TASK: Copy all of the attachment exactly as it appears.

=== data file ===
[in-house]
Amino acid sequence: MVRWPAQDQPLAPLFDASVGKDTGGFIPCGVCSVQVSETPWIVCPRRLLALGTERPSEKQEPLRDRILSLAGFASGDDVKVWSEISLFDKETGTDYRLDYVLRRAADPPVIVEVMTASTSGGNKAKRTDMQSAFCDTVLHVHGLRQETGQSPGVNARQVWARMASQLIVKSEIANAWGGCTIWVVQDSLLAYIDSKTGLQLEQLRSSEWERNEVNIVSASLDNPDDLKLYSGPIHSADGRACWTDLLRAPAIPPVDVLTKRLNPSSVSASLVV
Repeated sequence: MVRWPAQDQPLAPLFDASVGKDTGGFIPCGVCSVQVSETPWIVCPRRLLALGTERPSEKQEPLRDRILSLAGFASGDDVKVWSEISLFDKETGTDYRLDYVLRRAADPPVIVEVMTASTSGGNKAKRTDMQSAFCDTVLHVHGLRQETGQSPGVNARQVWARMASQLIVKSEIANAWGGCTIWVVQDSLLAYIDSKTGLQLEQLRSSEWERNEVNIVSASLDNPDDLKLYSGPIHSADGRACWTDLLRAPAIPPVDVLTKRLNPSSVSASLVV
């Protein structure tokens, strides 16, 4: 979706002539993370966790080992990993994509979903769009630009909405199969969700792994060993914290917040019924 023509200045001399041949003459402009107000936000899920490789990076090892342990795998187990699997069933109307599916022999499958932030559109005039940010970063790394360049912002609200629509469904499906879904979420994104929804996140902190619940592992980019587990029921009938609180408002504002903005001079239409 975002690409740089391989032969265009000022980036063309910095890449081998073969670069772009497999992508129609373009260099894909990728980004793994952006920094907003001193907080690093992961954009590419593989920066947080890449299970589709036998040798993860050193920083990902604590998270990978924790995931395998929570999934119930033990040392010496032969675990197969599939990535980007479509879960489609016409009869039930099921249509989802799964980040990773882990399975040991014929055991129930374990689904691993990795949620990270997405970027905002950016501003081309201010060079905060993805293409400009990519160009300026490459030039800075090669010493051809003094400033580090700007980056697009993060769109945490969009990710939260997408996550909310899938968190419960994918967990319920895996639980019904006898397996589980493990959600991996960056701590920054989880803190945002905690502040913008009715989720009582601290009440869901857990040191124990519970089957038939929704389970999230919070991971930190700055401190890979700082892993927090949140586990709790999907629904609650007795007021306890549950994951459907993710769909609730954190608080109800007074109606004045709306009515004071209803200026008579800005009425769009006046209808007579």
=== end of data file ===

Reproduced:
[in-house]
Amino acid sequence: MVRWPAQDQPLAPLFDASVGKDTGGFIPCGVCSVQVSETPWIVCPRRLLALGTERPSEKQEPLRDRILSLAGFASGDDVKVWSEISLFDKETGTDYRLDYVLRRAADPPVIVEVMTASTSGGNKAKRTDMQSAFCDTVLHVHGLRQETGQSPGVNARQVWARMASQLIVKSEIANAWGGCTIWVVQDSLLAYIDSKTGLQLEQLRSSEWERNEVNIVSASLDNPDDLKLYSGPIHSADGRACWTDLLRAPAIPPVDVLTKRLNPSSVSASLVV
Repeated sequence: MVRWPAQDQPLAPLFDASVGKDTGGFIPCGVCSVQVSETPWIVCPRRLLALGTERPSEKQEPLRDRILSLAGFASGDDVKVWSEISLFDKETGTDYRLDYVLRRAADPPVIVEVMTASTSGGNKAKRTDMQSAFCDTVLHVHGLRQETGQSPGVNARQVWARMASQLIVKSEIANAWGGCTIWVVQDSLLAYIDSKTGLQLEQLRSSEWERNEVNIVSASLDNPDDLKLYSGPIHSADGRACWTDLLRAPAIPPVDVLTKRLNPSSVSASLVV
């Protein structure tokens, strides 16, 4: 979706002539993370966790080992990993994509979903769009630009909405199969969700792994060993914290917040019924 023509200045001399041949003459402009107000936000899920490789990076090892342990795998187990699997069933109307599916022999499958932030559109005039940010970063790394360049912002609200629509469904499906879904979420994104929804996140902190619940592992980019587990029921009938609180408002504002903005001079239409 975002690409740089391989032969265009000022980036063309910095890449081998073969670069772009497999992508129609373009260099894909990728980004793994952006920094907003001193907080690093992961954009590419593989920066947080890449299970589709036998040798993860050193920083990902604590998270990978924790995931395998929570999934119930033990040392010496032969675990197969599939990535980007479509879960489609016409009869039930099921249509989802799964980040990773882990399975040991014929055991129930374990689904691993990795949620990270997405970027905002950016501003081309201010060079905060993805293409400009990519160009300026490459030039800075090669010493051809003094400033580090700007980056697009993060769109945490969009990710939260997408996550909310899938968190419960994918967990319920895996639980019904006898397996589980493990959600991996960056701590920054989880803190945002905690502040913008009715989720009582601290009440869901857990040191124990519970089957038939929704389970999230919070991971930190700055401190890979700082892993927090949140586990709790999907629904609650007795007021306890549950994951459907993710769909609730954190608080109800007074109606004045709306009515004071209803200026008579800005009425769009006046209808007579």